Court Strikes Down IRS Tax Return Preparer Regulations

In Loving v. IRS, Civ. A. No. 12-385 (D.D.C. 2013), the District Court for the District of Columbia struck down the IRS's 2011 tax return preparer regulations (T.D. 9527, 2011-2 C.B. 1 (Jun. 3, 2011)). The regulations require non-attorney, non-CPA tax return preparers to pass a qualifying exam, pay an annual application fee, and take 15 hours of continuing education courses each year. The court analyzed the regulations under the familiar 2-step Chevron test, concluding at Step 1 that the statutory text and context of 31 U.S.C. § 330 unambiguously foreclosed the IRS's interpretation that the statute authorized the preparer regulations.

The IRS attempted to draw its authority from § 330(a)(1), which authorizes the Secretary to "regulate the practice of representatives" before the Treasury Department. The IRS argued that this authority includes the authority to regulate tax return preparers, since they are "representatives" who "practice" before the IRS. The IRS noted that the statute does not define the term "practice" or "representatives," and both terms can have broad meanings.

The court rejected the IRS argument as "simplistic." The court looked to the context in which these terms appear in other sections of the statute, noting that under § 330(a)(2)(D), before admitting a "representative" to "practice," the Secretary may require that the representative demonstrate competency "to advise and assist persons in presenting their cases." By equating "practice" with the presentation of "cases," the court stated, the statute strongly suggests that "practice" does not include the filing of tax returns. Filing a tax return would never in normal usage be described as "presenting a case."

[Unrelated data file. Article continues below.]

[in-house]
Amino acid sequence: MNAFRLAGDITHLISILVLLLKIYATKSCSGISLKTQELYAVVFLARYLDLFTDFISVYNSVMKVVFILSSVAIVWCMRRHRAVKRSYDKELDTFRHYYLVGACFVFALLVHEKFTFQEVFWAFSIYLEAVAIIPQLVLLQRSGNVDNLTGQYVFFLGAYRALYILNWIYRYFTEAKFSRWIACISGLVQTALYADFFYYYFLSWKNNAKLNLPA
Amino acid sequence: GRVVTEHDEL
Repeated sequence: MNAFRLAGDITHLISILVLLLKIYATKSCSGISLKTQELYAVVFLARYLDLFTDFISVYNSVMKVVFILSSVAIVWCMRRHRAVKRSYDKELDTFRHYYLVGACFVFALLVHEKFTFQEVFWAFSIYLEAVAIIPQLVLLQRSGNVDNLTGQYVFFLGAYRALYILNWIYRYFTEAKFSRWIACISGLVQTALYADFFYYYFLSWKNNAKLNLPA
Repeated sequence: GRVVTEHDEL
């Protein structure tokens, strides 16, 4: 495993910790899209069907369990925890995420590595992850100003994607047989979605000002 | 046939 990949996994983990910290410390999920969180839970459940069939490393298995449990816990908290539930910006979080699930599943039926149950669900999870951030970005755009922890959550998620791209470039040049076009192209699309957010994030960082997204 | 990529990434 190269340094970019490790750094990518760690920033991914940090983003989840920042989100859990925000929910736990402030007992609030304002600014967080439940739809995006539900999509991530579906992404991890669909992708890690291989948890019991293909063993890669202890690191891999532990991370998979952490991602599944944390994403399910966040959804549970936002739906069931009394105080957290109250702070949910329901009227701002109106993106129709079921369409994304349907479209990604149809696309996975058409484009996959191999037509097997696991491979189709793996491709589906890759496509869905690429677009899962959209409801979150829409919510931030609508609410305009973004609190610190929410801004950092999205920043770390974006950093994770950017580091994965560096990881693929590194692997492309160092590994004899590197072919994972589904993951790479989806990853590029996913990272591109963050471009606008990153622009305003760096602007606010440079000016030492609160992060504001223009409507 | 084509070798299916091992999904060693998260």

The court also drew guidance from several Internal Revenue Code sections imposing penalties on tax return preparers. "It is a fundamental canon of statutory construction," stated the court, "that the words of a statute must be read in their context and with a view to their place in the overall statutory scheme." Sections 6694, 6695, 6713, and 7216 each impose specific fines and penalties for specifically identified misconduct by return preparers. If one accepted the IRS's interpretation, 31 U.S.C. § 330(b) would give the IRS far broader discretion to impose virtually any penalty it chose on return preparers, trampling the detailed and specific penalty scheme enacted by Congress.

For these reasons, the court held that the statutory text and context unambiguously foreclosed the IRS's interpretation. It granted the taxpayers' motion for summary judgment, permanently enjoining the IRS from enforcing the return preparer regulations.

Loving provides helpful reassurance that the IRS's authority to issue regulations, while broad, is still constrained by the statutes that Congress enacts. Courts will review the statutory context in which a particular term appears before concluding that the term is "ambiguous" and that the IRS is authorized to issue regulations defining the term.

The Loving case is available on the District Court's website.​